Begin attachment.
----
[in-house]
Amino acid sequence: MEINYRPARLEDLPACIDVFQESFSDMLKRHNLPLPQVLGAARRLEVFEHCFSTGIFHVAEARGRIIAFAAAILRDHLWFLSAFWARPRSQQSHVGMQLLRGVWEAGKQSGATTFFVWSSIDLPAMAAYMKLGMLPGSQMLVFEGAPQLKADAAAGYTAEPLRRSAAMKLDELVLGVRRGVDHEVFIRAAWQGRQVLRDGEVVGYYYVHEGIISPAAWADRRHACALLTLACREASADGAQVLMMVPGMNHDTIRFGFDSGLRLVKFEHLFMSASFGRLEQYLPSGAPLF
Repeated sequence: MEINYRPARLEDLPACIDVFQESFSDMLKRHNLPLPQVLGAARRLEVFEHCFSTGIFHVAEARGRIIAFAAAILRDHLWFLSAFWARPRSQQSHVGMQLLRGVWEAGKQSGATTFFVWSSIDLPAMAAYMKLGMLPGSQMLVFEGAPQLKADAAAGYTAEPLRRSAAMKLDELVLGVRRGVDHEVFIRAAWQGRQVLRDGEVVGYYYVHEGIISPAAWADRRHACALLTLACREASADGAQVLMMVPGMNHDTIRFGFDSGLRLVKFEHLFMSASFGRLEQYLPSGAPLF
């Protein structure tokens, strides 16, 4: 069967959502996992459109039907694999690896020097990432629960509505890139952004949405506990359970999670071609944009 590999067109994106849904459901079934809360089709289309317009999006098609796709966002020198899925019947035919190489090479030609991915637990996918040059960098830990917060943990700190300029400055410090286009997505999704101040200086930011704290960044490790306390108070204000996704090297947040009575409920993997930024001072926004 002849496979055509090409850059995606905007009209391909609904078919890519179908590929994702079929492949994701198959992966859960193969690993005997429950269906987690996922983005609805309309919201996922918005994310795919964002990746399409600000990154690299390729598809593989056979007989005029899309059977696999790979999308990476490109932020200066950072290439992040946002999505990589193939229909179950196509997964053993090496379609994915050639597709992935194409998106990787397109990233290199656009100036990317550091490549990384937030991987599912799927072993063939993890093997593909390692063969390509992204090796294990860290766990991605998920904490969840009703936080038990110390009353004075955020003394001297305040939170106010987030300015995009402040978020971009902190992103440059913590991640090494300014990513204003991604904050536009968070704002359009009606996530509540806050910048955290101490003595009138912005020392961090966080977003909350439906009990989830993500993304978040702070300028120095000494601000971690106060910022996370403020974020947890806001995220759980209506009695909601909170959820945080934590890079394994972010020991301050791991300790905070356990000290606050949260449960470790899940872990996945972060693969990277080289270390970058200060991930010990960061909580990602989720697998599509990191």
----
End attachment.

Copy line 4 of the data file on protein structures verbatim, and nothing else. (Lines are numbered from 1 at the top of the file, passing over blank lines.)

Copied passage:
């Protein structure tokens, strides 16, 4: 069967959502996992459109039907694999690896020097990432629960509505890139952004949405506990359970999670071609944009 590999067109994106849904459901079934809360089709289309317009999006098609796709966002020198899925019947035919190489090479030609991915637990996918040059960098830990917060943990700190300029400055410090286009997505999704101040200086930011704290960044490790306390108070204000996704090297947040009575409920993997930024001072926004 002849496979055509090409850059995606905007009209391909609904078919890519179908590929994702079929492949994701198959992966859960193969690993005997429950269906987690996922983005609805309309919201996922918005994310795919964002990746399409600000990154690299390729598809593989056979007989005029899309059977696999790979999308990476490109932020200066950072290439992040946002999505990589193939229909179950196509997964053993090496379609994915050639597709992935194409998106990787397109990233290199656009100036990317550091490549990384937030991987599912799927072993063939993890093997593909390692063969390509992204090796294990860290766990991605998920904490969840009703936080038990110390009353004075955020003394001297305040939170106010987030300015995009402040978020971009902190992103440059913590991640090494300014990513204003991604904050536009968070704002359009009606996530509540806050910048955290101490003595009138912005020392961090966080977003909350439906009990989830993500993304978040702070300028120095000494601000971690106060910022996370403020974020947890806001995220759980209506009695909601909170959820945080934590890079394994972010020991301050791991300790905070356990000290606050949260449960470790899940872990996945972060693969990277080289270390970058200060991930010990960061909580990602989720697998599509990191």